Author: Karan Bajaj
Publisher: Harper Collins
Buy From Stack your Rack
Nikhil Arya was an Ivy league scholar with a promising future at NASA. An innocent vacation turned into an epic intercontinental journey that saw Nikhil become first a genocide survivor, then a Buddhist Monk, a drug lord, a homeless accountant, a software mogul and a deadly game fighter. Now, at 40, he is broke, homeless and minutes away from blowing his brains out in a diabolical modern-day joust. Nikhil aka Johnny is tired of running. With the Columbian mafia on his trail and his abandoned wife and son 10,000 miles away, he prepares for his final act, aware that he will have lost even if he wins.
I guess whatever i am going to write down in this review will not be of much significance as far as the readership is concerned. The book has already been claimed as a best-seller, having reportedly sold 80,000+ copies thanks to an extensive PR exercise and cost which can even make the Barista coffee look doubly expensive. But should this be enough for a book to engage you? To ignore it's serious glitches, fatal flaws and cringing cliches?
The biggest problem with JGD is that it is less of a book with some credible story-screenplay, but more a book literally begging to be made into a Bollywood movie. Bajaj's first book, Keep off the grass is rumoured to be made into a movie for close to two years now even though nothing concrete has ever come out in public domain. My simple question is, as he has claimed in an interview at the back of the book - if you are not writing for money, and you don't want to write a book to get film contracts - why this Bollywood style screenplay and OTT twists and turns? Why all these compromises with the growth and transition of characters? Why these convenient coincidences spread all through the narrative?
It is not that book is a trash, far from it actually. The pace of the narrative is brisk, and the twists come flying from all directions which makes you ignore the pedestrian humour at times. There are some marvelous moments that stay with you till the end. The detailing of Nikhil's character is deep and distinguished, his cravings compelling. His musings interspersed with spiritualism, even though long and unwarranted at times, is still endearing because you really want to sympathize with him for all he has gone through in life.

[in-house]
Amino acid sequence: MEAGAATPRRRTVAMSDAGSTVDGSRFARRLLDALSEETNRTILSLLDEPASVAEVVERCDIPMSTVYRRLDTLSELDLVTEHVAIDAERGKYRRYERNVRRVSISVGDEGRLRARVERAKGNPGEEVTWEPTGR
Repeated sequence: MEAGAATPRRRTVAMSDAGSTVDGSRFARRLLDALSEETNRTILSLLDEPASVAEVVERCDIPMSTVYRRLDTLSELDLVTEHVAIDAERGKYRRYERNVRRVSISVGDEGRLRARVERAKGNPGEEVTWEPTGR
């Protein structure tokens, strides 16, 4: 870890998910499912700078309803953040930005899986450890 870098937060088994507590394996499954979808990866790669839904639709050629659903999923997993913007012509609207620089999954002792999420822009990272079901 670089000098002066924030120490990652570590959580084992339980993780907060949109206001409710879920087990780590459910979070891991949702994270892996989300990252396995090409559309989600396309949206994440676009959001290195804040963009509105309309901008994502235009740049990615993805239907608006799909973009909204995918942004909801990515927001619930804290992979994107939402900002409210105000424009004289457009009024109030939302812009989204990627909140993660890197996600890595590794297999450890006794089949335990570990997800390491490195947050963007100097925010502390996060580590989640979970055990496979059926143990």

However, it is difficult to believe that writer who came up with such layered subtlety is also responsible for gaping holes in the script. The narrative hustles from one plot point to another without providing any logic or character flair. Nikhil keeps whining all the time, doing hardly anything positive to improve his situation. People say he is super-hero, i say he is an idiot who keep repeating the same mistakes and get himself into trouble all the time. The transition to different countries is superficial as there is hardly any background characterization which makes you identify with those new settings. None of the other characters are particularly well defined neither they get any attention to be relatable.
The final act of the book where all loose ends come together is so contrived and bizarre, you really don't care a bit about the so called filmy transformation of Nikhil to Johnny. This is not because you are just so put off by this absurd and incoherent story trying to shove the coolness down your throats, but because the author has taken the audience intelligence for granted. One final thought, Let me spring the biggest question straight away, why the book was not named as 'Nikhil gone down'? Quite frankly, i don't know and by the end, i hardly gave a damn.
I am going with 2/5 for Karan Bajaj's second book, Johnny Gone Down. I secretly hope that one day, Karan Bajaj will read this post and provide a soothing balm to my distressed soul by answering these genuinely valid questions. Till that time, I guess we have to live with the fact that in today's times, just like our movies, advertising of books is far more important than content and quality.